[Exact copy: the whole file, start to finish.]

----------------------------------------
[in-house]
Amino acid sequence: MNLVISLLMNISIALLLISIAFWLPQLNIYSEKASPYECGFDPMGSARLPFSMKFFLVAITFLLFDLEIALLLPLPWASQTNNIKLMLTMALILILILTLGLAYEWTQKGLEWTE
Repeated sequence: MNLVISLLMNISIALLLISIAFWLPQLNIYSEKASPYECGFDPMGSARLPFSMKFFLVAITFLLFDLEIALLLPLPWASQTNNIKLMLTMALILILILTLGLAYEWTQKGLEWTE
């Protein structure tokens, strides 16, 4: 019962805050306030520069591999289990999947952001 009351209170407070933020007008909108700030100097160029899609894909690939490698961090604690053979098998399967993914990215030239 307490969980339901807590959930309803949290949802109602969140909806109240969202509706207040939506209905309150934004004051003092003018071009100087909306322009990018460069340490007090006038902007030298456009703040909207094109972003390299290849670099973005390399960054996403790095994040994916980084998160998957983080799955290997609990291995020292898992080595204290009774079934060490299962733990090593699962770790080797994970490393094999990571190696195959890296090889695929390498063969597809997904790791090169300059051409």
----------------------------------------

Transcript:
[in-house]
Amino acid sequence: MNLVISLLMNISIALLLISIAFWLPQLNIYSEKASPYECGFDPMGSARLPFSMKFFLVAITFLLFDLEIALLLPLPWASQTNNIKLMLTMALILILILTLGLAYEWTQKGLEWTE
Repeated sequence: MNLVISLLMNISIALLLISIAFWLPQLNIYSEKASPYECGFDPMGSARLPFSMKFFLVAITFLLFDLEIALLLPLPWASQTNNIKLMLTMALILILILTLGLAYEWTQKGLEWTE
């Protein structure tokens, strides 16, 4: 019962805050306030520069591999289990999947952001 009351209170407070933020007008909108700030100097160029899609894909690939490698961090604690053979098998399967993914990215030239 307490969980339901807590959930309803949290949802109602969140909806109240969202509706207040939506209905309150934004004051003092003018071009100087909306322009990018460069340490007090006038902007030298456009703040909207094109972003390299290849670099973005390399960054996403790095994040994916980084998160998957983080799955290997609990291995020292898992080595204290009774079934060490299962733990090593699962770790080797994970490393094999990571190696195959890296090889695929390498063969597809997904790791090169300059051409």